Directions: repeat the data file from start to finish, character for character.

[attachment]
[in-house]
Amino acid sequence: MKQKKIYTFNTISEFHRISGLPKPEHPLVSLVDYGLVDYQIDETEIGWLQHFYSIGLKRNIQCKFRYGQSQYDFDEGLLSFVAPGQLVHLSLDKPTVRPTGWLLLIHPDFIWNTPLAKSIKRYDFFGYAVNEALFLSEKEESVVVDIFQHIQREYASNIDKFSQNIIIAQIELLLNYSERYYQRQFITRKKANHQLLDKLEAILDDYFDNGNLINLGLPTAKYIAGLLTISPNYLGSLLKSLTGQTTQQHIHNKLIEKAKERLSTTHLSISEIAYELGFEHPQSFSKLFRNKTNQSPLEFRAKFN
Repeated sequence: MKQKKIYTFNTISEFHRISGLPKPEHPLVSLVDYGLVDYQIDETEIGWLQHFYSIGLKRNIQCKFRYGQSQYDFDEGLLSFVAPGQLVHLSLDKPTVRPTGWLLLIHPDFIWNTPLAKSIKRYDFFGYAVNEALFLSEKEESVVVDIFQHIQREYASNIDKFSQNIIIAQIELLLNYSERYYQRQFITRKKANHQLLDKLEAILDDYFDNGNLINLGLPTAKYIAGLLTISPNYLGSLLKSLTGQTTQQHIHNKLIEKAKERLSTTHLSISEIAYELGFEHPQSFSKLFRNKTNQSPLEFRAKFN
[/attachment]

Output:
[in-house]
Amino acid sequence: MKQKKIYTFNTISEFHRISGLPKPEHPLVSLVDYGLVDYQIDETEIGWLQHFYSIGLKRNIQCKFRYGQSQYDFDEGLLSFVAPGQLVHLSLDKPTVRPTGWLLLIHPDFIWNTPLAKSIKRYDFFGYAVNEALFLSEKEESVVVDIFQHIQREYASNIDKFSQNIIIAQIELLLNYSERYYQRQFITRKKANHQLLDKLEAILDDYFDNGNLINLGLPTAKYIAGLLTISPNYLGSLLKSLTGQTTQQHIHNKLIEKAKERLSTTHLSISEIAYELGFEHPQSFSKLFRNKTNQSPLEFRAKFN
Repeated sequence: MKQKKIYTFNTISEFHRISGLPKPEHPLVSLVDYGLVDYQIDETEIGWLQHFYSIGLKRNIQCKFRYGQSQYDFDEGLLSFVAPGQLVHLSLDKPTVRPTGWLLLIHPDFIWNTPLAKSIKRYDFFGYAVNEALFLSEKEESVVVDIFQHIQREYASNIDKFSQNIIIAQIELLLNYSERYYQRQFITRKKANHQLLDKLEAILDDYFDNGNLINLGLPTAKYIAGLLTISPNYLGSLLKSLTGQTTQQHIHNKLIEKAKERLSTTHLSISEIAYELGFEHPQSFSKLFRNKTNQSPLEFRAKFN